2. A medical device called a laparoscope is placed through one of the incisions. The scope is a thin, lighted tube with a camera on the end. It enables the surgeon to view inside your belly.
  3. Other tools are placed through the other incisions. The surgeon uses these tools to repair the hernia.
  4. The similar repair will be done as in open surgery.
  5. The scope and other tools are eliminated. The cuts are stitched closed at the end of the repair.

Intestinal Obstruction of small Bowel

Small bowel obstruction is a partial or entire blockage of the small intestine, which is an crucial part of the digestive system. Small bowel obstruction can be as a result of many things, along with adhesions, hernia and inflammatory bowel issues.

Symptoms of small bowel obstruction may include the following:

  1. Abdominal (stomach) cramps and pain.
  2. Bloating.
  3. Vomiting.
  4. Nausea.
  5. Dehydration.
  6. Malaise (an overall feeling of illness).
  7. Lack of appetite.
  8. Severe constipation. In cases of complete obstruction, a person will not be able to pass stool (feces) or gas.


Surgery: If you are healthy and fit for surgery, you may require the area inflicting the blockage to be eliminated. The doctor also will take away any tissue to your bowel that has died because of lack of blood flow.

Stent: This is the more secure alternative for people who are too sick for emergency surgical operation. A stent made out of wire mesh is placedwithin the bowel at the site of the blockage to pressure the bowel open. This will permit matter to skip through again. Some people may not require anything greater than a stent. Others might also be in needof surgical operation after they end up being stable.

Intestinal Obstruction of Large Bowel

Large bowel (intestinal) obstruction may arise when there is a blockage in the large bowel which prevents food and gas from passing through.

The blockage stops blood supply to the bowel and a part of it dies. When this happens, the pressure leads to a leakage spreading bacteria into the body or blood. The most common symptoms involves not being able to pass gas or have a bowel movement, vomiting, nausea, bloating, abdominal swelling and pain.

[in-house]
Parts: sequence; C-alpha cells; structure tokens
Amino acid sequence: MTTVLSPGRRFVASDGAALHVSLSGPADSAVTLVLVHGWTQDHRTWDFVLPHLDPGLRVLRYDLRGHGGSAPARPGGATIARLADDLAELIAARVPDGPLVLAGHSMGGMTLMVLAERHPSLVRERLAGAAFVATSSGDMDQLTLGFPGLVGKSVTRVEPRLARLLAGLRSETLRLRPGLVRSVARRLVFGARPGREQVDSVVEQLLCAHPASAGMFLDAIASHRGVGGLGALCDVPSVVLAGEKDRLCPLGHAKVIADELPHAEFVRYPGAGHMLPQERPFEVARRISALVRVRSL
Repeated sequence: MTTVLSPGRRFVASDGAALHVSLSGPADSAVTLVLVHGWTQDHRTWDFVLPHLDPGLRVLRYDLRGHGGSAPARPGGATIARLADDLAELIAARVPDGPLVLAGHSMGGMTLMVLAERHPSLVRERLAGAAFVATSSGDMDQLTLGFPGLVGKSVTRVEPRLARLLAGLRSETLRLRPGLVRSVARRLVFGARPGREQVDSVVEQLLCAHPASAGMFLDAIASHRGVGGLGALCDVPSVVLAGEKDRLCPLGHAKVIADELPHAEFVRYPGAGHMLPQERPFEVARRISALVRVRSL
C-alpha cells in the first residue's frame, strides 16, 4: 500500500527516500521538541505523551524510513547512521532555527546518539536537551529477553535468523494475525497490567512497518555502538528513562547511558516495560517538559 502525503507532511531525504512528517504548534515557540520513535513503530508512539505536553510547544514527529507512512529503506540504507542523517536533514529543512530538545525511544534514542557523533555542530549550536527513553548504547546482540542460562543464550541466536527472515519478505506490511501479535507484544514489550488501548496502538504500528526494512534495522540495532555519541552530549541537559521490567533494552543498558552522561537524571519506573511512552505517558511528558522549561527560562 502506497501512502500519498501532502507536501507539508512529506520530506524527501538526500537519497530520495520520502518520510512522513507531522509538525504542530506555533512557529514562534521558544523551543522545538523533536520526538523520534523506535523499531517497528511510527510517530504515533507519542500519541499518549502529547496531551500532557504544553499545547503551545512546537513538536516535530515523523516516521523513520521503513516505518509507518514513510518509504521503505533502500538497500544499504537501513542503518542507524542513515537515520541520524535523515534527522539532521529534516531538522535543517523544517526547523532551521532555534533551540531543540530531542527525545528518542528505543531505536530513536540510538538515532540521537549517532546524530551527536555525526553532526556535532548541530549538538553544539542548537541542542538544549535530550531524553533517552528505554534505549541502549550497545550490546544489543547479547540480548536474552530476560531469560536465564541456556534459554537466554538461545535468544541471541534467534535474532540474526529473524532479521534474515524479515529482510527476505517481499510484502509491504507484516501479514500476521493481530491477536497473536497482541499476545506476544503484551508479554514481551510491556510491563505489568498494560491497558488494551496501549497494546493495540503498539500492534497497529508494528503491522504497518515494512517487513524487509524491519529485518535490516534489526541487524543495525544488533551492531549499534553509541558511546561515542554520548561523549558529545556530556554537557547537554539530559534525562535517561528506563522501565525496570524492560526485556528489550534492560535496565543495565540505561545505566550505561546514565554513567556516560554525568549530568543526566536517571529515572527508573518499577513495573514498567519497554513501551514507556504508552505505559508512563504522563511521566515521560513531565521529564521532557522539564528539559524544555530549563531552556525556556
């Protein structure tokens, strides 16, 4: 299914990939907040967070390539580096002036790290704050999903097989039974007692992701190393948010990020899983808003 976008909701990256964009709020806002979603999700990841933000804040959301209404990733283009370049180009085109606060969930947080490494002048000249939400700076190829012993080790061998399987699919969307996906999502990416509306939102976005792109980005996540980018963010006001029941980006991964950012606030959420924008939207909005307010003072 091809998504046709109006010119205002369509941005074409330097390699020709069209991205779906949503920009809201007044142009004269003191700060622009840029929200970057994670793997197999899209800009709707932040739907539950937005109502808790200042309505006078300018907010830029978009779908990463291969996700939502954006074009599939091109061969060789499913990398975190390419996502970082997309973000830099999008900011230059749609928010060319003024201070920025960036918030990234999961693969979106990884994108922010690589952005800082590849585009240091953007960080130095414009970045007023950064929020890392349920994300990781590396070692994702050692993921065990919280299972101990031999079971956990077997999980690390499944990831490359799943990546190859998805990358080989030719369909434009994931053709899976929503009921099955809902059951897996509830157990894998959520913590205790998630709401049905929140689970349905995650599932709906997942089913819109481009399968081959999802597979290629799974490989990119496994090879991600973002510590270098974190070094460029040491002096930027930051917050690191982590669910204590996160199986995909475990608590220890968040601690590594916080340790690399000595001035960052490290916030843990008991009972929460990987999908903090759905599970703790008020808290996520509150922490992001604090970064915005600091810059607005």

If you have a short-term and sudden bowel obstruction, it will be treated by:

  1. Fluid replacement therapy: Is a treatment to bring back the fluids in the body to normal amounts. Intravenous (IV) fluids may be provided and medicines may be prescribed.
  2. Electrolyte correction: Is a treatment to bring the right amounts of chemicals in the blood, such as potassium, sodium, and chloride. Fluids with electrolytes may be given by infusion.
  3. Surgery: Surgery may be performed if serious symptoms doesn’t get relieved by other treatments.

If you have a long-term bowel obstruction, it will be treated by:

  1. Surgery: The obstruction is eliminated to relieve pain and enhance quality of life.
  2. Stent: A metal tube placed into the bowel to open the region that is blocked.


A hemicolectomy is a surgical procedure that involves removing a segment of the colon. It is typically performed to treat colon cancer or a bowel disease, such as Crohn's disease or severe diverticulitis.

Laparoscopic procedure: When a laparoscopic surgery is done, a surgeon makes tiny incisions in the abdominal wall and places a thin scope. This scope consists of lens and light for viewing purposes.

The surgeon places surgical instruments through the tiny cuts in the abdomen.

Open surgery is done if the procedure can not be performed laparoscopically.

Open surgery: In open hemicolectomy, longer cuts are made to access the colon. Recovery may be longer as the cuts are larger with an open procedure.

The colon is composed of three parts: the ascending colon, which connects to the small intestine, the descending colon, which connects to the rectum, and the transverse colon, which is in between the ascending and descending colon.

AP Resection

Abdominoperineal Resection is a procedure done primarily for cancer of the rectum and, on rare occasion, in modified version, for some traumatic injuries to the rectum.

Most Abdominoperineal Resection Surgical procedure is performed as an elective procedure. This is a very huge surgery which includes elimination of the rectum, anus and varying amounts of the lower part of the colon (sigmoid colon), based upon the disease extent or injury, and creating a permanent colostomy.

After the procedure, you will have to stay in the hospital for 3-5 days. Rarely, an emergency Abdominoperineal Resection surgery is required, if there is a perforation, or hole in the lower part of the colon and/or extensive injury to the rectum and sigmoid colon.